The Cuban Revolution of 1960 "gave" land to the peasants but under conditions just as onerous as in Mexico — to which Castro added the "prison" of Cuba — no right to emigrate. The Sandinista Revolution of Nicaragua burdened the new peasant landowners with such obligations that the land could earn little or nothing for them. Major properties were grabbed by the Sandinista leaders themselves. In all these cases, the government's heavy hand prevented peasants from improving their land or adopting modern agricultural technology. Except in Cuba, they could not go to school to learn something better. They have remained in poverty and ignorance.

Now for Chiapas. Led by a revolutionary intellectual who calls himself Subcomandante Marcos, the Zapatistas are demanding an end to NAFTA and to foreign investment. Surely illiterate and undereducated peasants would not themselves have thought of such a sophisticated "foreign policy." It must have come from Marcos. Besides, these demands are impossible because they imply an overthrow of the system, which will not occur.


So, what should they do instead? Marcos and the Zapatistas (under Comandante Ester) have been negotiating with the government. But doing so will bring them little. Following the history of the Japanese ikki and European merchant towns, they would do better to capitalize on divisions among the elite, of which there are many — particularly between the traditional Institutional Revolutionary Party (PRI) and the present government, the National Action Party (PAN).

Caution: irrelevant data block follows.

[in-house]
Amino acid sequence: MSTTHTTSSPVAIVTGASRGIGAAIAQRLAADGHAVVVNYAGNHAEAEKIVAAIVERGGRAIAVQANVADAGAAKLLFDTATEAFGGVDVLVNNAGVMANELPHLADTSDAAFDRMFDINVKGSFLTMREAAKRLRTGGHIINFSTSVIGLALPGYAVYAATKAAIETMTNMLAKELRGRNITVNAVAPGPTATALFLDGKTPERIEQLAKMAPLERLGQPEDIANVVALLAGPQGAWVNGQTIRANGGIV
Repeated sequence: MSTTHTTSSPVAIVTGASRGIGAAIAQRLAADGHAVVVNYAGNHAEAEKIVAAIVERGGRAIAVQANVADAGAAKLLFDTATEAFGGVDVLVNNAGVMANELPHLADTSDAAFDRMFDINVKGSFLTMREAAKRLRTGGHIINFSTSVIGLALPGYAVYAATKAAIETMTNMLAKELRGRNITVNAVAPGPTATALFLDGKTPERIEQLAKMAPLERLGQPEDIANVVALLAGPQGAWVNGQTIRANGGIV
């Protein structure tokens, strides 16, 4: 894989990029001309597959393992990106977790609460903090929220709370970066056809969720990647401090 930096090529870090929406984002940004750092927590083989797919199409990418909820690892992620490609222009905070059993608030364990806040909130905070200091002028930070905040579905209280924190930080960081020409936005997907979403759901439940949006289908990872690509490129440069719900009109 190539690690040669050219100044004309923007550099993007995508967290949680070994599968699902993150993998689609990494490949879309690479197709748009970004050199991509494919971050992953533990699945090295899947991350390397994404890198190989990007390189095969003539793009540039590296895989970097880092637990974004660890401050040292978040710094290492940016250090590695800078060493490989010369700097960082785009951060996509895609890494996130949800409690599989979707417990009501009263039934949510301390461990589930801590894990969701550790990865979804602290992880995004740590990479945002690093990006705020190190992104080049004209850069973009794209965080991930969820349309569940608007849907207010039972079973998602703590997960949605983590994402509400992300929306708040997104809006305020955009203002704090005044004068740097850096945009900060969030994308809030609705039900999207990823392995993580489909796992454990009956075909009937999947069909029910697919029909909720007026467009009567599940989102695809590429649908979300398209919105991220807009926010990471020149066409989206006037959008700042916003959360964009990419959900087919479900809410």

Peasants are voters, and Mexico is a democracy. Offering to support one party or the other, the Zapatistas might constitute the balance of power to swing an election. If they make enough public noise, they might even get on to a party's committee. They might demand more schools, training for better jobs, land consolidation, and better work conditions. (Some of this they did bargain for, under the PRI).

They should not listen to Subcomandante Marcos, who says he holds their interests at heart but who, like Stalin and Castro, clearly seeks power for himself. He says he does not want to overthrow the government, but he makes demands that could only be met by an overthrow.

History tells us there are ways for peasants to enhance their power. That's one reason (not the only reason) European peasants are so much better off now than in 1525. It also tells us that these ways require incremental improvements, achieved slowly over centuries.

What if we don't want to wait? The suffering is NOW, and we must be rid of it completely. Sorry, we can no more do that than we can jump to the moon without a rocket. We (and the peasants) must learn to accept incremental betterment, for only in that way will "the system" ultimately be changed.

History also tells us that violence never creates a a new society. Culture does not change at the point of a gun. The U.S. civil war "worked" only in that it ended slavery, but every other country in the hemisphere (except perhaps Haiti) ended slavery without a war. Besides, the conditions of the freed slaves were far from ideal. The American revolution may have "worked" but only because it created a country very similar to the one rebelled against.

In most cases, the oppressive government will suppress the revolt, or if a new regime wins, the same oppression will again occur under different leaders (Lenin instead of the czar, Castro instead of Batista, the Sandinistas instead of the Somocistas, etc.) Or perhaps, Marcos instead of the Chiapas caciques?